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Music and the Mind part 4: Austin music rehab center beating national sober rates

Dealing with any type of addiction can be difficult to handle on your own -- especially if it's connected to alcohol or drugs. One Austin rehab facility has discovered highly successful way to help people wuth their issues: through music.

AUSTIN — Dealing with any type of addiction can be difficult to handle on your own -- especially if it's connected to alcohol or drugs. One Austin rehab facility has discovered a highly successful way to help people with their issues: Music.

Joseph Gorordo was born in Austin. It didn't take long in life to start dealing with his own addiction issues.

"I started partying pretty young," Gorordo said. "I was probably 12 or 13 years old. It just progressively continued until I found heroine at the age of 18."

Gordodo went on to eventually become addicted to IV heroine for about six years. Treatment centers and rehab facilities became a common stop-and-go experience that just wasn't working.

"Up until the last time I went in to get treatment, I was really going to treatment to avoid consequences," Gorordo said. "I really didn't want to stay sober. I just wanted bad things to stop happening."

On July 21, 2008, Gorordo became sober and started a new path to his life. Around this time, he was approached with the idea of starting an unorthodox rehab facility in Austin.

"I turned down the job originally," Gorordo said. "It got to the point where I couldn't pass up the opportunity."


Music and the Mind Part 1: Blind students take guitar lessons

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Music and the Mind part 3: Music therapy helps an Austin boy with autism speak

That job? It was to be a part of a crew that was going to create a Recovery Unplugged facility. With the first location coming from Fort Lauderdale, Florida, this is the first one to come to Texas. This rehab center provides comprehensive, music-based treatment for people with drug or alcohol addiction. The staff is not only made up of care professionals but also songwriters and musicians.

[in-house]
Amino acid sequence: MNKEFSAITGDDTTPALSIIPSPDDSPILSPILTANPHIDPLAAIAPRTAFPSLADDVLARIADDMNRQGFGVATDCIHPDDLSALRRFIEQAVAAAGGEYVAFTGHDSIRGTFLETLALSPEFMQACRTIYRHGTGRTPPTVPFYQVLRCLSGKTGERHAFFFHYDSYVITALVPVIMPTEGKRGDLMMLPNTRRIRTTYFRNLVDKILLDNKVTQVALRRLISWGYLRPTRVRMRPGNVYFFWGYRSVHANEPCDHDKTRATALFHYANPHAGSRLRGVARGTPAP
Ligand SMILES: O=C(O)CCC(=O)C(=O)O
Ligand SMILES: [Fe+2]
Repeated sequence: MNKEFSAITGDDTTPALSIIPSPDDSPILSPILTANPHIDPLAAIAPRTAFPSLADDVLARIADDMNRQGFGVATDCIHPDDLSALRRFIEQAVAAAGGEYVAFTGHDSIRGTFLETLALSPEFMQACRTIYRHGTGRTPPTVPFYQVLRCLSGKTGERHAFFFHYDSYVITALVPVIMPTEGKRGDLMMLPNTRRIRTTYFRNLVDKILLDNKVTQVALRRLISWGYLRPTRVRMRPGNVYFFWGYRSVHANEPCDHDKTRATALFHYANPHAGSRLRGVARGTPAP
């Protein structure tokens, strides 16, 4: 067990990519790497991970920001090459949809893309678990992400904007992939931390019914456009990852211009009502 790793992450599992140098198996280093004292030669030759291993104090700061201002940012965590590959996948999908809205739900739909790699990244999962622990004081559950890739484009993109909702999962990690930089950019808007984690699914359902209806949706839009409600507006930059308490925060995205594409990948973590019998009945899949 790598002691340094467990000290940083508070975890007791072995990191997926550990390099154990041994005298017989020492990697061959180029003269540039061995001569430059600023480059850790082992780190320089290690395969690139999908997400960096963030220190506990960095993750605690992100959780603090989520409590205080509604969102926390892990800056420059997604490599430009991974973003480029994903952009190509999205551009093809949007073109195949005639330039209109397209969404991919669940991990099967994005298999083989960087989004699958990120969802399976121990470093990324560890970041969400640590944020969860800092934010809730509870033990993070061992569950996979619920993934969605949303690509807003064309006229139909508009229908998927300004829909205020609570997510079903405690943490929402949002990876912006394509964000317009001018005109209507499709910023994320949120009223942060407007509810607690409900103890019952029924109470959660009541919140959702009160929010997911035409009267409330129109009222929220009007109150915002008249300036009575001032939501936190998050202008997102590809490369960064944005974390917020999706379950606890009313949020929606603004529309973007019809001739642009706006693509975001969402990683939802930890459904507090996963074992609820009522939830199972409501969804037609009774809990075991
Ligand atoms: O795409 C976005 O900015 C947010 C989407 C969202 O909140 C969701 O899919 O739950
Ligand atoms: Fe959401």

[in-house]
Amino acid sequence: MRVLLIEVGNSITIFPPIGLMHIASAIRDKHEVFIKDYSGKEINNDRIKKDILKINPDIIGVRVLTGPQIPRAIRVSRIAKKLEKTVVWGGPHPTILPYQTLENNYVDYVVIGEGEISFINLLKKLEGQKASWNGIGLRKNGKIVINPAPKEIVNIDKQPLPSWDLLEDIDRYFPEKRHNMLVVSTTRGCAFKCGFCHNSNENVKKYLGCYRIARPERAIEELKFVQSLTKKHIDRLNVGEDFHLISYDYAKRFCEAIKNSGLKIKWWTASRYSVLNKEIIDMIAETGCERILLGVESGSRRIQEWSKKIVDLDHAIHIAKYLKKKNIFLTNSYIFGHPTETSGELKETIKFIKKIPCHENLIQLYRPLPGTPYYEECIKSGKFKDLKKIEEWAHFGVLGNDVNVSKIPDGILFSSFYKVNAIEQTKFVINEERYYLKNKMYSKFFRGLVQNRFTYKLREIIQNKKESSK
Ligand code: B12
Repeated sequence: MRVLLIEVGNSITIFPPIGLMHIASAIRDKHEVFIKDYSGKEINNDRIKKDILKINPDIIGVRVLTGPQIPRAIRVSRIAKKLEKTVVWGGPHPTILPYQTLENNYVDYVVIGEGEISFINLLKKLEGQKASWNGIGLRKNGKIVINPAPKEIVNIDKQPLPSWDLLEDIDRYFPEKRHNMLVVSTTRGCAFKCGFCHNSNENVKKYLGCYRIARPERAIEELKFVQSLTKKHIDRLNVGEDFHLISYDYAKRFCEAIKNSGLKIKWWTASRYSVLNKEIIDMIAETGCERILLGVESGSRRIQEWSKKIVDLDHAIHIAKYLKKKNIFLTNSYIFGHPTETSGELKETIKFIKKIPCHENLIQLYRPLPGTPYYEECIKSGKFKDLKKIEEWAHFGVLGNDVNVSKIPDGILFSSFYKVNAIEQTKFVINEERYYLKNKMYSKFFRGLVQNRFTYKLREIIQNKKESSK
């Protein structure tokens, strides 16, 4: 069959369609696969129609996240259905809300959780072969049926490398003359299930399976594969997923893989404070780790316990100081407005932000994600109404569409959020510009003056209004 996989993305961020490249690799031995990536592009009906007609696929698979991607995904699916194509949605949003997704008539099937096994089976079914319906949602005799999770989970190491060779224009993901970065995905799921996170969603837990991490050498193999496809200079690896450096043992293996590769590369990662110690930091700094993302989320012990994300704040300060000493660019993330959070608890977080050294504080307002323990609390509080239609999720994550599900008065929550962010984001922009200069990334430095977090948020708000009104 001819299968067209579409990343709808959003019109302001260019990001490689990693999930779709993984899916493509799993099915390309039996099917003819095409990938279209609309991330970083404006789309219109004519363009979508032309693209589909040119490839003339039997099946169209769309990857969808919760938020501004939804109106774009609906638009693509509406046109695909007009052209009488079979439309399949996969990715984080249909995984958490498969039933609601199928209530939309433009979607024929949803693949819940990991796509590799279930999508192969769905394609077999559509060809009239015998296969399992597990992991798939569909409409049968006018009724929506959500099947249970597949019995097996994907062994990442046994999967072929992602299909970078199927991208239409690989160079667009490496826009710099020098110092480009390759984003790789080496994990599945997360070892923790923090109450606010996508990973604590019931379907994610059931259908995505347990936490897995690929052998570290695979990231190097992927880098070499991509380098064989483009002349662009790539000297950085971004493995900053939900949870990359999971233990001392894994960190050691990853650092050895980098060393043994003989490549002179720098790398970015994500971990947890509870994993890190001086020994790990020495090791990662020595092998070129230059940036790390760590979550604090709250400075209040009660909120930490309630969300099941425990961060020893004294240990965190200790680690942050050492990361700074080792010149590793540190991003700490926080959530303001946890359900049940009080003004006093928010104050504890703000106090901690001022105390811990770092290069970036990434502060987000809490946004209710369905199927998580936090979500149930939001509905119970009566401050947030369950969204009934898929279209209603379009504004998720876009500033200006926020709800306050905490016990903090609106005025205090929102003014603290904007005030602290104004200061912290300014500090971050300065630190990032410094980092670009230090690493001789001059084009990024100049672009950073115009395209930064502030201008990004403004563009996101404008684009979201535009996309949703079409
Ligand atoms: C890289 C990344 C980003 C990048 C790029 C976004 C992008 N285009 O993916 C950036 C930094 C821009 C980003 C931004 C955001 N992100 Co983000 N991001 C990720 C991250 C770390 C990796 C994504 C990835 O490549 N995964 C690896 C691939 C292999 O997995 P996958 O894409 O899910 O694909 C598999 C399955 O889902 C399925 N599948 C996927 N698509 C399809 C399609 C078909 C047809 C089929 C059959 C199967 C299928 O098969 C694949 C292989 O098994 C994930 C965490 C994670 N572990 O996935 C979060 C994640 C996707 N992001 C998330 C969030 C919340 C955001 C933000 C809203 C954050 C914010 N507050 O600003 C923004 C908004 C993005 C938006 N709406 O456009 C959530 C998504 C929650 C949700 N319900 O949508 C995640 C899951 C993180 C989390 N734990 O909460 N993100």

"The music gives clients a voice and it gives them a powerful connection," Gorordo said. "It gives our clinicians a tool to get to the root of the problem more quickly."

Patients who go here will write, produce and perform music to help increase their confidence while also encouraging them to open up about suppressed emotions. Tony Sanchez is a group facilitator for Recovery Unplugged and said their approach allows people to feel more comfortable when going through a trying time period.

"It's a way to teach our clients to use music as an emotional regulation tool," Sanchez said. "The music has a way of bringing up certain emotions that may be hidden otherwise."

Gavin Hairgrove is working through his own emotions as he is currently a patient at the Austin center. He is a born and raised Texan who also plays the guitar. He, unfortunately, said he has a severe addiction to meth and heroine.

"I started smoking weed and getting drunk when I was 15 and pretty much completed the gateway theory," Hairgrove said.

It wasn't until he had a near fatal overdose that Hairgrove decided to give Recovery Unplugged a shot.

"I've kind of, like pissed away everything in my life," Hairgrove said. "I'm basically trying to start my life over. Get established in Austin. This is a reminder of what drives me."